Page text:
Meanwhile, in other areas of Cobble Hill, homeowners are buying and restoring brownstones, choosing to restore the front porches and building facades to their former glory, as well as restoring and upgrading the interiors of these historic homes.

Living in Cobble Hill

What You Might Not Know

If you appreciate the beautiful tree-lined streets of Cobble Hill, you have one man to thank: George Polimeros. Prior to the 1960s, Cobble Hill was, essentially, devoid of trees. Polimeros, who was a tree-loving engineer, decided he wanted to have a green, leafy neighborhood, taking it upon himself to single-handedly plant more than 2,000 trees throughout Cobble Hill, including Norway Maples, Red Oaks, and London Plane trees. Polimeros went door-to-door in the neighborhood, soliciting funds from his neighbors to buy and plant young trees. Today, the Cobble Hill Tree Fund carries on this work. 

Zebras used to sleep on Pacific Street! Yes, it’s true. Between 1915 and 1920, whenever the Ringling Brothers and Barnum & Bailey Circus came to town, the zebras were stabled at 173 Pacific Street, while the elephants bunked next door. The circus animals would arrive by train at the Flatbush Terminal and walk up Atlantic Avenue. The stable eventually became a carriage house, and now boasts luxury apartments.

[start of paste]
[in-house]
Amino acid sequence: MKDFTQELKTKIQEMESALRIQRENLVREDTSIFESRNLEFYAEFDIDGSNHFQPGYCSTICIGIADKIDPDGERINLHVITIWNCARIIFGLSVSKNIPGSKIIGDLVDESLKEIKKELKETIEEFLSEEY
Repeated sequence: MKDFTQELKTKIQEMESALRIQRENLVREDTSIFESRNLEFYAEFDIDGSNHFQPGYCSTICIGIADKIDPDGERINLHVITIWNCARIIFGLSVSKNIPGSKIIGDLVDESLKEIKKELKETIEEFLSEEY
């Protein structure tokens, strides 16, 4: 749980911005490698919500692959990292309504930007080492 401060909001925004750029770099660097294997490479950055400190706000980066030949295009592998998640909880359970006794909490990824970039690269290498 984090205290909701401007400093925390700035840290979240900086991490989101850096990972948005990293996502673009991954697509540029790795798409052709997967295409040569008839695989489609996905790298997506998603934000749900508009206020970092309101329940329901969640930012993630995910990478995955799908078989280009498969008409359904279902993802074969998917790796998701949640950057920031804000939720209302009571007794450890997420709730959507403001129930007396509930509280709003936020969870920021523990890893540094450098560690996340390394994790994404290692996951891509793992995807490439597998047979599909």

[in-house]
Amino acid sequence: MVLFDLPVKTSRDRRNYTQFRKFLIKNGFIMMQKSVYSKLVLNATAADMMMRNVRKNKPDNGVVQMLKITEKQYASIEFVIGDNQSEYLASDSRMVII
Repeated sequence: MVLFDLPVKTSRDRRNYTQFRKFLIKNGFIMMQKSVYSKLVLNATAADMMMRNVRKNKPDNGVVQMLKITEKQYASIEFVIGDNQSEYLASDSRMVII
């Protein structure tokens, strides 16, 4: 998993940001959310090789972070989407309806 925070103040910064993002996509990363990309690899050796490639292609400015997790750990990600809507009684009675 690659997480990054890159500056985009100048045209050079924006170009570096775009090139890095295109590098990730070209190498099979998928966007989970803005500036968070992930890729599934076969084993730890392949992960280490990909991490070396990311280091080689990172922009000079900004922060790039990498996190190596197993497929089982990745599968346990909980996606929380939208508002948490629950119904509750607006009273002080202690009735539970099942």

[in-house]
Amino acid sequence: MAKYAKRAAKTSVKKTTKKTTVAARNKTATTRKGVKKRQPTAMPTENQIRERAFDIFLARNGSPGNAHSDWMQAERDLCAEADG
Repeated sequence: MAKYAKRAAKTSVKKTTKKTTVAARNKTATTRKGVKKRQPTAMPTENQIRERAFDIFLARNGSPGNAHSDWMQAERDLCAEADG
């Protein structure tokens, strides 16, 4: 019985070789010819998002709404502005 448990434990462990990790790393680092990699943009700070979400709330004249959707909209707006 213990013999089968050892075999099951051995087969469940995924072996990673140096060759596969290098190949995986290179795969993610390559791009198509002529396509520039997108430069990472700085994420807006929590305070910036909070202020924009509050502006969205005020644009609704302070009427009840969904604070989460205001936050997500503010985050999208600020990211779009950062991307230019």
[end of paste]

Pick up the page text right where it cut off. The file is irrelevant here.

In the northeast corner of the neighborhood, near where Atlantic Avenue and Court Street intersect, and where Trader Joe’s now stands, there was once a steep hill, the original “Cobbleshill,” according to a 1767 survey of Brooklyn. During the Battle of Brooklyn in the Revolutionary War, this hill became Cobble Hill Fort, and was used by General George Washington to view the fighting taking place at nearby Gowanus Creek.

Neighborhood Statistics

Inventory
Last 12 Months
Cobble Hill
All Sizes
Last 12 Months
Inventory
84
YOY30
Avg Listed Price
$1.78M
YOY4.36%
Median Listed Price
$1.53M
YOY15.08%
APPSF
$1,454
YOY1.79%
Average SF
1,322 SF
YOY2.42%
Days on Market
57
YOY20

What We Love

Cobble Hill is a tiny, self-contained neighborhood that carries a sense of old-style Brooklyn charm forward into a new era. There are tree-lined streets, that exist largely through the efforts of one man. The 19th century brownstones and brick townhouses, where neighbors congregate on their stoops and children can play freely, together with good public schools, make this an attractive neighborhood in which to raise your family. The large number of mom-and-pop shops provide everything you need, especially along Court Street. The neighborhood is very walkable and larger, family-sized apartments and some single-family homes are available.

Available Listings